Rambling Mess of Thoughts

I need a life. Seriously.

If my personal life had the structure and responsibility I have in my professional work, I could be hell on wheels. I have lots of great ideas and things I still want to accomplish, but the minute I enter my apartment after a day at the office, I become a vegetable. I park my increasingly ample ass in front of my computer, with the tv set on to my left, and stay there until it’s time to go to bed. I manage to answer maybe half of the hundreds of emails I get a day, skim most of the hundred-plus blogs I subscribe to, and surf dozens more other websites.

Yesterday, I got sucked into the Facebook black hole. I promised myself I wouldn’t but I have succumbed. A friend invited me to become his friend and since I had already set up an account but never done anything with it, I decided to accept. Then I spent the rest of the night updating my profile and signing up new friends.

I already have a Linkedin profile, two in fact. One for my 9-5 career, another for my dormant yet still hoping-to-be-rekindled acting career. I have a Flickr account, and a page on MyBarakObama.com. I created the family tree we all contribute to on Geni.com. I run several listservs and this blog, which even got a mention on Ramone Johnson’s About.com blog.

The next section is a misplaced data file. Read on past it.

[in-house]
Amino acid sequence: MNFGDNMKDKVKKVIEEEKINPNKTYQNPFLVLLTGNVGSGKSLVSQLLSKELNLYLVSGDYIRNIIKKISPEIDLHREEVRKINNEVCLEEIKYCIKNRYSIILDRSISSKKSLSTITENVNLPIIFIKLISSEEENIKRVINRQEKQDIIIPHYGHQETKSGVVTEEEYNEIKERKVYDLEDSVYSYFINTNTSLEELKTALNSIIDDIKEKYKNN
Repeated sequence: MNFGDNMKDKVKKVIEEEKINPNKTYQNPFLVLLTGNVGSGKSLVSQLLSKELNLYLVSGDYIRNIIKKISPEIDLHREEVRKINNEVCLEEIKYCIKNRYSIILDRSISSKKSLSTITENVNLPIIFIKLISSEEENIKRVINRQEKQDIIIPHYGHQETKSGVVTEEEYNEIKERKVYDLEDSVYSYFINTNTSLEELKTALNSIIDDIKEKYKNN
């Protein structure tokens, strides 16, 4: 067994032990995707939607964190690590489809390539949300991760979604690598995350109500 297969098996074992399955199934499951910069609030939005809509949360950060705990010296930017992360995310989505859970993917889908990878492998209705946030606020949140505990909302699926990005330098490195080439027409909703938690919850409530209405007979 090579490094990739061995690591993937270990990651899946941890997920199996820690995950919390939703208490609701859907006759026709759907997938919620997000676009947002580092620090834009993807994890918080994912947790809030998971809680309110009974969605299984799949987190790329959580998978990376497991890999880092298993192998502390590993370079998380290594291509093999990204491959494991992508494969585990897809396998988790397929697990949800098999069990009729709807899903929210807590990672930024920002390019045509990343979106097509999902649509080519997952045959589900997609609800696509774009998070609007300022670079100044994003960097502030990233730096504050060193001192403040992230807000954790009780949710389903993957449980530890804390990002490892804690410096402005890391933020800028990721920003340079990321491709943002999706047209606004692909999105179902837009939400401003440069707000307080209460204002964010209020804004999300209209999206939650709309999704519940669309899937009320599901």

I surf the sports sites, the adult sites, Youtube (I’m hooked on Derrick L. Brigg’s video show ADTV) and of course the entertainment sites with news and ticket offers for things going on around New York. But I haven’t been to a show of any kind in ages because I spend too much time online.

The internet was supposed to connect people. No doubt it has, but the question is, what is the quality of those relationships and how easy is it to conduct them solely online with no impetus to ever engage each other face-to-face?

1 comment so far ↓

#1 taylor Siluwe on 07.11.08 at 12:49 pm

Wow. I think more than just Facebook is a black hole, the internet itself can also be. An escape from the dullness of real life, where we’re all connected and disconnected at the same time.

So many people have entirely different personas in cyberspace — ones which, for various reasons, they could never pull off in real life. Some have complete relationships — the accidental meeting, flirtation and exchange of ‘stats’, weeks and months of cyber and then phone sex, and then the ultimate break up.


Its getting pretty damn sad. I spend more time with my computer than I do with any other thing in my life. *sigh*

But on another note: I didn’t know you were an aspiring actor. Interesting. Now if I ever get off my butt and turn one of my short stories into a short film, I’ll reserve a part for you. Because bottomline, we’ve both gotta get back into the real world on a more full time basis.